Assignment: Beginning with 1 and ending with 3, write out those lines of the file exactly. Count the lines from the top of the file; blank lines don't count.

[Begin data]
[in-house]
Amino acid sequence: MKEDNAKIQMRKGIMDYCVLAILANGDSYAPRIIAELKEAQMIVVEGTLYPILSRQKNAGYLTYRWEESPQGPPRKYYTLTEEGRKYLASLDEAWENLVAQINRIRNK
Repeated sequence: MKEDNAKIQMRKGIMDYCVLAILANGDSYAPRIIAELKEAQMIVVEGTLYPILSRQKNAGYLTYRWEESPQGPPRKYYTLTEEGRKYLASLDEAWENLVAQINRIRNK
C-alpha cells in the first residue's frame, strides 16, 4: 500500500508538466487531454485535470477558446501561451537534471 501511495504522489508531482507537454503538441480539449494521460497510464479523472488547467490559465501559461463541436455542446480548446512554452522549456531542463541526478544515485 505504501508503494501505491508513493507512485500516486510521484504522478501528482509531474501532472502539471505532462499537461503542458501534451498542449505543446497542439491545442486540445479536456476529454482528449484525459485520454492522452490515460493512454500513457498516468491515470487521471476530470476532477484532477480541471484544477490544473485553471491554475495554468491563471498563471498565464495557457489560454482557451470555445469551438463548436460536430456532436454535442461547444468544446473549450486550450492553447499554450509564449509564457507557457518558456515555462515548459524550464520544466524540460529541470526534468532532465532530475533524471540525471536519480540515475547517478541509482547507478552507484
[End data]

[in-house]
Amino acid sequence: MKEDNAKIQMRKGIMDYCVLAILANGDSYAPRIIAELKEAQMIVVEGTLYPILSRQKNAGYLTYRWEESPQGPPRKYYTLTEEGRKYLASLDEAWENLVAQINRIRNK
Repeated sequence: MKEDNAKIQMRKGIMDYCVLAILANGDSYAPRIIAELKEAQMIVVEGTLYPILSRQKNAGYLTYRWEESPQGPPRKYYTLTEEGRKYLASLDEAWENLVAQINRIRNK